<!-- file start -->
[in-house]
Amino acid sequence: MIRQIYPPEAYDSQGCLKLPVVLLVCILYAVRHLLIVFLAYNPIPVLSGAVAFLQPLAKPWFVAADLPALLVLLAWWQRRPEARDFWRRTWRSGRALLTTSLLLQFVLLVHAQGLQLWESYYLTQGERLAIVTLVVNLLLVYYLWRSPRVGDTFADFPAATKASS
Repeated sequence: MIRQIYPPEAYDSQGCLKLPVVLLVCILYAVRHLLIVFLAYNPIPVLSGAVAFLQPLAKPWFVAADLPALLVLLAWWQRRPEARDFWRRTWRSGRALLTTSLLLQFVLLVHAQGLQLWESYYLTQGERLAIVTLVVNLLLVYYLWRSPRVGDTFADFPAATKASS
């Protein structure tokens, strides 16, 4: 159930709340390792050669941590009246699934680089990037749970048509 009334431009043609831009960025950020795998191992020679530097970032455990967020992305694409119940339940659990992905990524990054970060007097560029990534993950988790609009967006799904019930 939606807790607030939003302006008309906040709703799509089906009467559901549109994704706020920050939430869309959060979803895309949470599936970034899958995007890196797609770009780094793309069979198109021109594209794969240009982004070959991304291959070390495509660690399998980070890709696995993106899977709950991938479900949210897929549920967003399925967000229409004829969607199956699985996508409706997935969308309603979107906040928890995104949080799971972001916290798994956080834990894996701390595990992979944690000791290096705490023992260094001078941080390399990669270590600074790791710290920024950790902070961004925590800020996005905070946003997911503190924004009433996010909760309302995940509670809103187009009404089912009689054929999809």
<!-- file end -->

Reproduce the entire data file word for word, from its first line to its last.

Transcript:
[in-house]
Amino acid sequence: MIRQIYPPEAYDSQGCLKLPVVLLVCILYAVRHLLIVFLAYNPIPVLSGAVAFLQPLAKPWFVAADLPALLVLLAWWQRRPEARDFWRRTWRSGRALLTTSLLLQFVLLVHAQGLQLWESYYLTQGERLAIVTLVVNLLLVYYLWRSPRVGDTFADFPAATKASS
Repeated sequence: MIRQIYPPEAYDSQGCLKLPVVLLVCILYAVRHLLIVFLAYNPIPVLSGAVAFLQPLAKPWFVAADLPALLVLLAWWQRRPEARDFWRRTWRSGRALLTTSLLLQFVLLVHAQGLQLWESYYLTQGERLAIVTLVVNLLLVYYLWRSPRVGDTFADFPAATKASS
């Protein structure tokens, strides 16, 4: 159930709340390792050669941590009246699934680089990037749970048509 009334431009043609831009960025950020795998191992020679530097970032455990967020992305694409119940339940659990992905990524990054970060007097560029990534993950988790609009967006799904019930 939606807790607030939003302006008309906040709703799509089906009467559901549109994704706020920050939430869309959060979803895309949470599936970034899958995007890196797609770009780094793309069979198109021109594209794969240009982004070959991304291959070390495509660690399998980070890709696995993106899977709950991938479900949210897929549920967003399925967000229409004829969607199956699985996508409706997935969308309603979107906040928890995104949080799971972001916290798994956080834990894996701390595990992979944690000791290096705490023992260094001078941080390399990669270590600074790791710290920024950790902070961004925590800020996005905070946003997911503190924004009433996010909760309302995940509670809103187009009404089912009689054929999809």